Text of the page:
Chinua Achebe, Author Of Things Fall Apart And Inspiration To The Roots, Dies In Boston At The Age Of 82
Over 15 years ago, the Roots started recording sessions for Things Fall Apart at Electric Lady Studios in Manhattan alongside what we now know to be a collective called the Soulquarians. Simultaneously recording alongside greats like D’Angelo, Erykah Badu and Common, there was a movement of brilliance cultivated in those last years of the ’90s. And perhaps right at the epicenter of it is the Roots’ Things Fall Apart, their fourth and then most successful effort to date, sales-wise AND critically. The author of the 1958 novel of the same name, Chinua Achebe, passed away today and it’s important to take a brief moment to salute the just-passed 82-year-old titan of African literature.
Things was his first novel, which is quite a feat. Since its initial publishing, the story of Okonkwo and Nigeria’s struggle with colonialism has been translated into 45 languages and sold over 10 million copies. It makes lots of sense for the Roots to be so inspired by this novel, even enough to name their groundbreaking moment in the hip-hop time space continuum: the themes are all here. The struggle of Okonkwo is one that Quest and Black Thought know well – the clash of cultures, the inevitable conflict of changing societal traditions and values, and the imposing, destructive powers of Christianity and white culture’s imposition of their value system over a long-standing set of norms and mores. These themes are not foreign to the likes of Fela Kuti and Malcom X; two other significant authors and activists who’ve certainly informed the Roots’ politically-aware brand of smart, lyrically pungent and jazzy hip-hop.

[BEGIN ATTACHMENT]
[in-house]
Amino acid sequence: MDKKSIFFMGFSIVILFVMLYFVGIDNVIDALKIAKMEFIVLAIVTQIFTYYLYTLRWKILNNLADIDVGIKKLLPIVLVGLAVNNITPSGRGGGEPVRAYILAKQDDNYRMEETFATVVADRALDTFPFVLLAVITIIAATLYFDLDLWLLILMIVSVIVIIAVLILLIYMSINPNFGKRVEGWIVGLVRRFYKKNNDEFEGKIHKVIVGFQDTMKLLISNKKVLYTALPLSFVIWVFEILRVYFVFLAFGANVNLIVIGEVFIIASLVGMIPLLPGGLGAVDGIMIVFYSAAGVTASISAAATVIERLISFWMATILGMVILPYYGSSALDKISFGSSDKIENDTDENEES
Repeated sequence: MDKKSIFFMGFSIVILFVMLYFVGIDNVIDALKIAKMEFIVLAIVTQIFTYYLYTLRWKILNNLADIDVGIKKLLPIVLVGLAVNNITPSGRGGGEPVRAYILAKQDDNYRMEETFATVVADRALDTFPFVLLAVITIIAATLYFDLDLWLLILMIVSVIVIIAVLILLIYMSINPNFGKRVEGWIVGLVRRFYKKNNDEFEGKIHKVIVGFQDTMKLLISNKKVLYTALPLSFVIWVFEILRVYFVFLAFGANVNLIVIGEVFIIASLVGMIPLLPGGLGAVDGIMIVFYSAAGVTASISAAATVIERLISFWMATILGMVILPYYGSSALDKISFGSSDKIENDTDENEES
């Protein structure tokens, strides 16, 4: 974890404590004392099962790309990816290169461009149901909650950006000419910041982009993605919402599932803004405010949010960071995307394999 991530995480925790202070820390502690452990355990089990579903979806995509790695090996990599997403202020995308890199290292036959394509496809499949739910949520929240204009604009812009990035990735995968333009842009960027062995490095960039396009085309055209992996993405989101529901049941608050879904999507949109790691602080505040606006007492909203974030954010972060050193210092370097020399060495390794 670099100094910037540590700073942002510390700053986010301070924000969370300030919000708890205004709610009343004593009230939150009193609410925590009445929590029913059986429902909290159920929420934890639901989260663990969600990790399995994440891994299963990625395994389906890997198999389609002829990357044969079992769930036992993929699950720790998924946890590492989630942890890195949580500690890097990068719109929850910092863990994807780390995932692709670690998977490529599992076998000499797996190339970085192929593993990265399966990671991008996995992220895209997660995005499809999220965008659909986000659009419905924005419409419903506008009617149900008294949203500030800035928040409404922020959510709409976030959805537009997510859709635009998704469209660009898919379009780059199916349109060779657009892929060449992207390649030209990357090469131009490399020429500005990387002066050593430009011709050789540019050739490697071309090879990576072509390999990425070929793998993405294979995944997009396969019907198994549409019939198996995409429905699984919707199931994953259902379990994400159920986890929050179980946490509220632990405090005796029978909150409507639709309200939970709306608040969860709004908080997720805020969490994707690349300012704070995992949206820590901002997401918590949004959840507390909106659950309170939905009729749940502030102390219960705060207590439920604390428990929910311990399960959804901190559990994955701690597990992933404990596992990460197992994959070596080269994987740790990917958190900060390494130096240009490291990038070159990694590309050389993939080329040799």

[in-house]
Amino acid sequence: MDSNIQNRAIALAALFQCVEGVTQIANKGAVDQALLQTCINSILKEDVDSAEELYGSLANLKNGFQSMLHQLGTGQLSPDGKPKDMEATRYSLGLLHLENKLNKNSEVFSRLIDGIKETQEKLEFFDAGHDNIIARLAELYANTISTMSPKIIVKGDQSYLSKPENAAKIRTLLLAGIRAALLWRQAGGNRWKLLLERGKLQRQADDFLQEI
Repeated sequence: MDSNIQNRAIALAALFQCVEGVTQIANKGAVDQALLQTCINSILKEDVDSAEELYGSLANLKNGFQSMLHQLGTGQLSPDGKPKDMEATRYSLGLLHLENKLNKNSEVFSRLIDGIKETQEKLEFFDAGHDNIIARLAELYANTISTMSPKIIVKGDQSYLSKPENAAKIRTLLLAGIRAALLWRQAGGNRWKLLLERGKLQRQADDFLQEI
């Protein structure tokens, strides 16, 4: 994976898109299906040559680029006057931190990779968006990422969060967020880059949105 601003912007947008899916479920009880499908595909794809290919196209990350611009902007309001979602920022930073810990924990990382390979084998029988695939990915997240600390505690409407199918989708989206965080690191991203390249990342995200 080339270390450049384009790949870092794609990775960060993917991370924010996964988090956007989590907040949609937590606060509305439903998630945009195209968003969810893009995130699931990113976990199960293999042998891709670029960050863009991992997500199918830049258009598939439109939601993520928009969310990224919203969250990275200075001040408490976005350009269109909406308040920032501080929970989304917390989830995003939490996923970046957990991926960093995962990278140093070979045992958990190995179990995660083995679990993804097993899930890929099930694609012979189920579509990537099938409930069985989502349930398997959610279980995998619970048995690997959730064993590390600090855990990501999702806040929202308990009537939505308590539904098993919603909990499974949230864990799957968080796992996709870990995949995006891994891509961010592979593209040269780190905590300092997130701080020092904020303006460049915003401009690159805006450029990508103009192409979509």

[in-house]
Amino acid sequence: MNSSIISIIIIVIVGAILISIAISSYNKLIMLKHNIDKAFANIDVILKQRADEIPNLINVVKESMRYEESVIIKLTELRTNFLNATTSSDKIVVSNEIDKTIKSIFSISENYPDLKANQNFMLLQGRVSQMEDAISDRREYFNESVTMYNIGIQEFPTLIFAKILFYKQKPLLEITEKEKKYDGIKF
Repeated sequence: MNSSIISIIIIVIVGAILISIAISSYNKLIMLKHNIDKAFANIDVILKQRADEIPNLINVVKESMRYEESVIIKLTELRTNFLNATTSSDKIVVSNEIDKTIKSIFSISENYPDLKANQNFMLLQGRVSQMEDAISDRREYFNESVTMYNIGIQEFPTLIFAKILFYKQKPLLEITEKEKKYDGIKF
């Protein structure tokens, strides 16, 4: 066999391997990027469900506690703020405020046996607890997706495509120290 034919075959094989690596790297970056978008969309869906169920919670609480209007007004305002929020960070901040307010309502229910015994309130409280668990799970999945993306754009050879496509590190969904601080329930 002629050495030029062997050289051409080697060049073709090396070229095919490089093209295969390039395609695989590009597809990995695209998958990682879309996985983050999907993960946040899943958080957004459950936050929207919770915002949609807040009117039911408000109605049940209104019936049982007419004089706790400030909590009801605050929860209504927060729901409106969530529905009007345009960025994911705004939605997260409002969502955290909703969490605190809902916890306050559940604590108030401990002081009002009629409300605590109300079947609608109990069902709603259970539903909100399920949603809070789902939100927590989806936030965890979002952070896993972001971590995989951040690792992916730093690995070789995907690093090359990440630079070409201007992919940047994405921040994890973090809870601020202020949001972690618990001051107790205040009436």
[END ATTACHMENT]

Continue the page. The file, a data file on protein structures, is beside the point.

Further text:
Achebe’s more than just an inspiration to the Roots and their iconic album, of course. He’s a legend. His DEBUT novel, one of the first African-born English language novels to make its way to high school classrooms in white America, is a masterpiece and its legacy will clearly go on for another slew of decades. “100% Dundee” shouts out Achebe in name, but the whole record modernizes the handful of themes that his novel so expertly puts into a context of conversation about race and culture. It’s so rich it’s like an English teacher’s dream – there’s meaty content that feeds dialogues on race, gender, identity, fatherhood, motherhood, imperialism, tradition, family structure, survivalism, pride, and ego. Amen.